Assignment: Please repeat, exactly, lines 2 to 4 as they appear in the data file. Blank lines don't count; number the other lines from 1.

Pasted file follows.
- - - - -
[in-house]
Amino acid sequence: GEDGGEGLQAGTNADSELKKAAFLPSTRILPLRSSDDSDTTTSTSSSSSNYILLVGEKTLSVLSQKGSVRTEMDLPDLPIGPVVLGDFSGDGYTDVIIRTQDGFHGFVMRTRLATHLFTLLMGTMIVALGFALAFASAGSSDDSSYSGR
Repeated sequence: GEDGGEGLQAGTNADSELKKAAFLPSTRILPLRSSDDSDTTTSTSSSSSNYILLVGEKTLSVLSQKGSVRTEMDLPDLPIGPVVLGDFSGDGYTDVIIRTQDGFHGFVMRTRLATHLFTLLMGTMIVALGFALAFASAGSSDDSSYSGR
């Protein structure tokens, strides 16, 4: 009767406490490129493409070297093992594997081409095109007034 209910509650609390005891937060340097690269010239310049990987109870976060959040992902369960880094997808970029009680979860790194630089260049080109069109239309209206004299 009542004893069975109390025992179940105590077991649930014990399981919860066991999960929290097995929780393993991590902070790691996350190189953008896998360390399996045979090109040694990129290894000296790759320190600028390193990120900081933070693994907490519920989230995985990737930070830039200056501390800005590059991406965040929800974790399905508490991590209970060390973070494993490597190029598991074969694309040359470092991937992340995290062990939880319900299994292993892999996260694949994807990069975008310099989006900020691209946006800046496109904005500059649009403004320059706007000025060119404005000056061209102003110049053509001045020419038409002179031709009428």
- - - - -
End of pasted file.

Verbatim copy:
Amino acid sequence: GEDGGEGLQAGTNADSELKKAAFLPSTRILPLRSSDDSDTTTSTSSSSSNYILLVGEKTLSVLSQKGSVRTEMDLPDLPIGPVVLGDFSGDGYTDVIIRTQDGFHGFVMRTRLATHLFTLLMGTMIVALGFALAFASAGSSDDSSYSGR
Repeated sequence: GEDGGEGLQAGTNADSELKKAAFLPSTRILPLRSSDDSDTTTSTSSSSSNYILLVGEKTLSVLSQKGSVRTEMDLPDLPIGPVVLGDFSGDGYTDVIIRTQDGFHGFVMRTRLATHLFTLLMGTMIVALGFALAFASAGSSDDSSYSGR
């Protein structure tokens, strides 16, 4: 009767406490490129493409070297093992594997081409095109007034 209910509650609390005891937060340097690269010239310049990987109870976060959040992902369960880094997808970029009680979860790194630089260049080109069109239309209206004299 009542004893069975109390025992179940105590077991649930014990399981919860066991999960929290097995929780393993991590902070790691996350190189953008896998360390399996045979090109040694990129290894000296790759320190600028390193990120900081933070693994907490519920989230995985990737930070830039200056501390800005590059991406965040929800974790399905508490991590209970060390973070494993490597190029598991074969694309040359470092991937992340995290062990939880319900299994292993892999996260694949994807990069975008310099989006900020691209946006800046496109904005500059649009403004320059706007000025060119404005000056061209102003110049053509001045020419038409002179031709009428």